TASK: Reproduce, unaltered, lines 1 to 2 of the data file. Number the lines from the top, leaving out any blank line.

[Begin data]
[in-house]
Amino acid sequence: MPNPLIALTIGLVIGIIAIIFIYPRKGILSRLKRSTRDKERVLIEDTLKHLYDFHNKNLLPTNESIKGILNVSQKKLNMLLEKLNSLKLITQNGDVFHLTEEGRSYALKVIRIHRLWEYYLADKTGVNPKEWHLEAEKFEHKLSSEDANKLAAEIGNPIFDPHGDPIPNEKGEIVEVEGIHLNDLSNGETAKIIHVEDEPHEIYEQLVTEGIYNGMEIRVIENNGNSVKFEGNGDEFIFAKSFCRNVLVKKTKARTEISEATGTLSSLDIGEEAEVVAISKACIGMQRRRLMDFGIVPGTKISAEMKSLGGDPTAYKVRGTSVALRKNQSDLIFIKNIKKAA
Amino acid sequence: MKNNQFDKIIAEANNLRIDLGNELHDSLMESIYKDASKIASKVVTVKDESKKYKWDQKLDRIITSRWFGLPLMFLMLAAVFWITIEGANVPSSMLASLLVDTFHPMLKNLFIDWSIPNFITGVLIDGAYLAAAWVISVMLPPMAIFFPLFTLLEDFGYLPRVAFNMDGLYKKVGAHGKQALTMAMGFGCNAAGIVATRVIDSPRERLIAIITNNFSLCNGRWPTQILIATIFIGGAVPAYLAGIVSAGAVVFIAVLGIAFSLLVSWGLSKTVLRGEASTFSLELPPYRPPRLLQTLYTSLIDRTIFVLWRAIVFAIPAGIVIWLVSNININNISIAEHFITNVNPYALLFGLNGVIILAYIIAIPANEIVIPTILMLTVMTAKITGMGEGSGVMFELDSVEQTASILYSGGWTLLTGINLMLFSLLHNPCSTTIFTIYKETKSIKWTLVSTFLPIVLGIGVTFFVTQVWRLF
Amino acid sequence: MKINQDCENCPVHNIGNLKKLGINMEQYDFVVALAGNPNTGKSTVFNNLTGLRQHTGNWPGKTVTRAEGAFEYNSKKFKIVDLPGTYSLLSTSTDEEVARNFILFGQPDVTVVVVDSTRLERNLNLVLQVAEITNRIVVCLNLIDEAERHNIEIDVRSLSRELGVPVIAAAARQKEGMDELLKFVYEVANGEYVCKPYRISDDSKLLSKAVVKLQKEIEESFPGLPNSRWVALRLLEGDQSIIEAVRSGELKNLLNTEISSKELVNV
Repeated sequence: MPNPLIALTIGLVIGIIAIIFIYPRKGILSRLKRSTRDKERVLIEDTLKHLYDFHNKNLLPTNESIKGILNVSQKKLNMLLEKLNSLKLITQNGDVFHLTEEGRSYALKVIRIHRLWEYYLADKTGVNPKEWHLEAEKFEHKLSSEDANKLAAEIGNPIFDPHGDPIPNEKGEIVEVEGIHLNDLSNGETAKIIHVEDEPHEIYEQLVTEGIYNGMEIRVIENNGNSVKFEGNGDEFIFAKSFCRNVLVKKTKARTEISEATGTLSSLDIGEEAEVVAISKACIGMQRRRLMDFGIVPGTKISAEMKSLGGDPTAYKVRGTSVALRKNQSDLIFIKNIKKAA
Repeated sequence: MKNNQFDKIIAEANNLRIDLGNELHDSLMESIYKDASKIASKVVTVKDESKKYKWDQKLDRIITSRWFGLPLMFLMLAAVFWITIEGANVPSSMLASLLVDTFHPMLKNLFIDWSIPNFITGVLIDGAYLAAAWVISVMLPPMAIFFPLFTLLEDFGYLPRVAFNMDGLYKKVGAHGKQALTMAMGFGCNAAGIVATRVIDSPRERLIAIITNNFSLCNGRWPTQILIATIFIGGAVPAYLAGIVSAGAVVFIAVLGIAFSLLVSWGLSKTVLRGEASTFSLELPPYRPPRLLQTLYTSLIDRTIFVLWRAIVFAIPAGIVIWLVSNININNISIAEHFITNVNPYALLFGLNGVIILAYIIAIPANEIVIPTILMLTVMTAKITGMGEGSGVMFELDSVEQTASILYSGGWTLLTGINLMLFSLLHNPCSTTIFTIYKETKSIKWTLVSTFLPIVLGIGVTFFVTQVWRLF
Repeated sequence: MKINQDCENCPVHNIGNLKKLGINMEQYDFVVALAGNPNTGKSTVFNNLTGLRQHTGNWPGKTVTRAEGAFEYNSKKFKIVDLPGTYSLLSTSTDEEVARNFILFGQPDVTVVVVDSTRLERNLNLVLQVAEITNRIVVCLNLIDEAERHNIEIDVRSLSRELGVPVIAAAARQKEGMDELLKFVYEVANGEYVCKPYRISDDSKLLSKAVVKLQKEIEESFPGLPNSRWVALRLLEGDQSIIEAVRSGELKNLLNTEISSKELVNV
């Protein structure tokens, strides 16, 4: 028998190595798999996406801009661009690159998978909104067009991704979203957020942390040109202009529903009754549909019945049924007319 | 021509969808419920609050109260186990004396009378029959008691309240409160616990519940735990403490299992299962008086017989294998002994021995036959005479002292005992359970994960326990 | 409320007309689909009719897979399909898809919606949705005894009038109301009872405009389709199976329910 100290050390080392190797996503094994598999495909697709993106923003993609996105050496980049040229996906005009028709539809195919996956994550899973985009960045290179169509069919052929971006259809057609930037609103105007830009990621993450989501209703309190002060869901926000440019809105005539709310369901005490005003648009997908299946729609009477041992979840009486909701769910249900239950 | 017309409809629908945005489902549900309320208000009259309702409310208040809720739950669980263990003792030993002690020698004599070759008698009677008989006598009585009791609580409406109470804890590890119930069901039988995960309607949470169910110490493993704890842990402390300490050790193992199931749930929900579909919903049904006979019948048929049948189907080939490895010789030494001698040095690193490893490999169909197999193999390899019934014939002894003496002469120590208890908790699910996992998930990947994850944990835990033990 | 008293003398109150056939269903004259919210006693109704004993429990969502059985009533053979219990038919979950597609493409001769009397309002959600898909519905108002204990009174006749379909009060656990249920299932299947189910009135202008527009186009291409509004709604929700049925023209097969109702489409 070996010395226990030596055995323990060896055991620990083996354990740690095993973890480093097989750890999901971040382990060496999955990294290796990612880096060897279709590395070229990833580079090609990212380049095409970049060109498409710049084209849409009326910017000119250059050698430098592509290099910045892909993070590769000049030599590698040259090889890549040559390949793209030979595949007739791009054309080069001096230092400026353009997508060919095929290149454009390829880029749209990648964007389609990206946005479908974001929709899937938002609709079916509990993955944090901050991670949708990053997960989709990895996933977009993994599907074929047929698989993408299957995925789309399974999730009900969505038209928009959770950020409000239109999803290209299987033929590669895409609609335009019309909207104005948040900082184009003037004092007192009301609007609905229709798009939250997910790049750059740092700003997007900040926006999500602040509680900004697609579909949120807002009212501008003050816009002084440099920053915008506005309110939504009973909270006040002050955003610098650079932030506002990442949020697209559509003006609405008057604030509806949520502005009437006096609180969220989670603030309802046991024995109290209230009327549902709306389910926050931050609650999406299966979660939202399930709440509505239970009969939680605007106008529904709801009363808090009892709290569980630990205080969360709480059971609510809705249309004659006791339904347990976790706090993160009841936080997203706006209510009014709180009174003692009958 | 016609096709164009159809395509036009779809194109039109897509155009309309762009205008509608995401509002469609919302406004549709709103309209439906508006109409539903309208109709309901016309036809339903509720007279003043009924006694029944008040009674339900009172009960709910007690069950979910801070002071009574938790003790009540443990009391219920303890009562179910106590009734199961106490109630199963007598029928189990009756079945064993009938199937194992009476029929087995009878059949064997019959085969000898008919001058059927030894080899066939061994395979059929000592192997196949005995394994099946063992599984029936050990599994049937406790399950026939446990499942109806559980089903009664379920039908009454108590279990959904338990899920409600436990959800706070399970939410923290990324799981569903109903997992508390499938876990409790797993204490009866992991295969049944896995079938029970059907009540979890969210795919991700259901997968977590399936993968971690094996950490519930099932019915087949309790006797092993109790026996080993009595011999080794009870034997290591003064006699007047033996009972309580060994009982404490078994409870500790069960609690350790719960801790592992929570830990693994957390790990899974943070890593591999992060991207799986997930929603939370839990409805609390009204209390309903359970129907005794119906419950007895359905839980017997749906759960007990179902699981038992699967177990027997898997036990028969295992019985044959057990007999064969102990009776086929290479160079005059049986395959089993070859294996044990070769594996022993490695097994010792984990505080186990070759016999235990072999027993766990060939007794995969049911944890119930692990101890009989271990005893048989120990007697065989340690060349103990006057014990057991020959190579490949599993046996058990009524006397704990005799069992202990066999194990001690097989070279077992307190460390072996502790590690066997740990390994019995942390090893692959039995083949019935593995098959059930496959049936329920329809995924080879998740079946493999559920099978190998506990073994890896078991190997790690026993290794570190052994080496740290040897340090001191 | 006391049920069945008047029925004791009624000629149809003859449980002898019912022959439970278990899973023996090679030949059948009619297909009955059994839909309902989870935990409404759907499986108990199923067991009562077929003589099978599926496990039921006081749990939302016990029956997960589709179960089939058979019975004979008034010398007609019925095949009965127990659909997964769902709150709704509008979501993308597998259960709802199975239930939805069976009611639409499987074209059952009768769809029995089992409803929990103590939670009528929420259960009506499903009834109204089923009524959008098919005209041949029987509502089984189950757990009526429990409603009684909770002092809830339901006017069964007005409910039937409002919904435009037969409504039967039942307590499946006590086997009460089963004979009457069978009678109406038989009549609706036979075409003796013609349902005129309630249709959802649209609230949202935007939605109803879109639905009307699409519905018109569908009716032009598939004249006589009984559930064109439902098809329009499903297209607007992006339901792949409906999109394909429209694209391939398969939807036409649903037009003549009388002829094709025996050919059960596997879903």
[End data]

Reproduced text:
[in-house]
Amino acid sequence: MPNPLIALTIGLVIGIIAIIFIYPRKGILSRLKRSTRDKERVLIEDTLKHLYDFHNKNLLPTNESIKGILNVSQKKLNMLLEKLNSLKLITQNGDVFHLTEEGRSYALKVIRIHRLWEYYLADKTGVNPKEWHLEAEKFEHKLSSEDANKLAAEIGNPIFDPHGDPIPNEKGEIVEVEGIHLNDLSNGETAKIIHVEDEPHEIYEQLVTEGIYNGMEIRVIENNGNSVKFEGNGDEFIFAKSFCRNVLVKKTKARTEISEATGTLSSLDIGEEAEVVAISKACIGMQRRRLMDFGIVPGTKISAEMKSLGGDPTAYKVRGTSVALRKNQSDLIFIKNIKKAA